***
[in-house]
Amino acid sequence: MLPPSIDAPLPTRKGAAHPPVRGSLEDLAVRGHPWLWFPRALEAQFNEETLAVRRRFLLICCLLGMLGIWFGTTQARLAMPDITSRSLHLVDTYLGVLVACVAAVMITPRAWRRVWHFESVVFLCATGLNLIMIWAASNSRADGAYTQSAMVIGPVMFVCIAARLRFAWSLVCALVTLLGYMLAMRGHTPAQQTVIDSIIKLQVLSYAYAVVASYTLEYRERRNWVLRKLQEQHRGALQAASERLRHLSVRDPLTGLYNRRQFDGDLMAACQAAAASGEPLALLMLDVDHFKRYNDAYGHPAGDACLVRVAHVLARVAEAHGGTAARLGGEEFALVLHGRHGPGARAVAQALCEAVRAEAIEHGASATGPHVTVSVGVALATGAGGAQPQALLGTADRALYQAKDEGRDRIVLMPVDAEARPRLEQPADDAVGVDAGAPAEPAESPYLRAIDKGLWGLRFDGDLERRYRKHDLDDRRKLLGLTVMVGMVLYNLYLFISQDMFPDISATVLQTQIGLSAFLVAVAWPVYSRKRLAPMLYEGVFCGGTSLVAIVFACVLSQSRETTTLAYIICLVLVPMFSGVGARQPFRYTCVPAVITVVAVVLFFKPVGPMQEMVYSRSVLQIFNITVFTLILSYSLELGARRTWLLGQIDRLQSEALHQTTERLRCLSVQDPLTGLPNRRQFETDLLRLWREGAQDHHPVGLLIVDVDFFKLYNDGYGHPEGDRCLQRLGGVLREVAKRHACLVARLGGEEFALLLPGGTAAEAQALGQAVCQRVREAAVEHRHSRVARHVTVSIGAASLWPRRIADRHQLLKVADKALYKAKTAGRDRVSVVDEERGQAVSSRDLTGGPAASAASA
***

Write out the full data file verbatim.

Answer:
[in-house]
Amino acid sequence: MLPPSIDAPLPTRKGAAHPPVRGSLEDLAVRGHPWLWFPRALEAQFNEETLAVRRRFLLICCLLGMLGIWFGTTQARLAMPDITSRSLHLVDTYLGVLVACVAAVMITPRAWRRVWHFESVVFLCATGLNLIMIWAASNSRADGAYTQSAMVIGPVMFVCIAARLRFAWSLVCALVTLLGYMLAMRGHTPAQQTVIDSIIKLQVLSYAYAVVASYTLEYRERRNWVLRKLQEQHRGALQAASERLRHLSVRDPLTGLYNRRQFDGDLMAACQAAAASGEPLALLMLDVDHFKRYNDAYGHPAGDACLVRVAHVLARVAEAHGGTAARLGGEEFALVLHGRHGPGARAVAQALCEAVRAEAIEHGASATGPHVTVSVGVALATGAGGAQPQALLGTADRALYQAKDEGRDRIVLMPVDAEARPRLEQPADDAVGVDAGAPAEPAESPYLRAIDKGLWGLRFDGDLERRYRKHDLDDRRKLLGLTVMVGMVLYNLYLFISQDMFPDISATVLQTQIGLSAFLVAVAWPVYSRKRLAPMLYEGVFCGGTSLVAIVFACVLSQSRETTTLAYIICLVLVPMFSGVGARQPFRYTCVPAVITVVAVVLFFKPVGPMQEMVYSRSVLQIFNITVFTLILSYSLELGARRTWLLGQIDRLQSEALHQTTERLRCLSVQDPLTGLPNRRQFETDLLRLWREGAQDHHPVGLLIVDVDFFKLYNDGYGHPEGDRCLQRLGGVLREVAKRHACLVARLGGEEFALLLPGGTAAEAQALGQAVCQRVREAAVEHRHSRVARHVTVSIGAASLWPRRIADRHQLLKVADKALYKAKTAGRDRVSVVDEERGQAVSSRDLTGGPAASAASA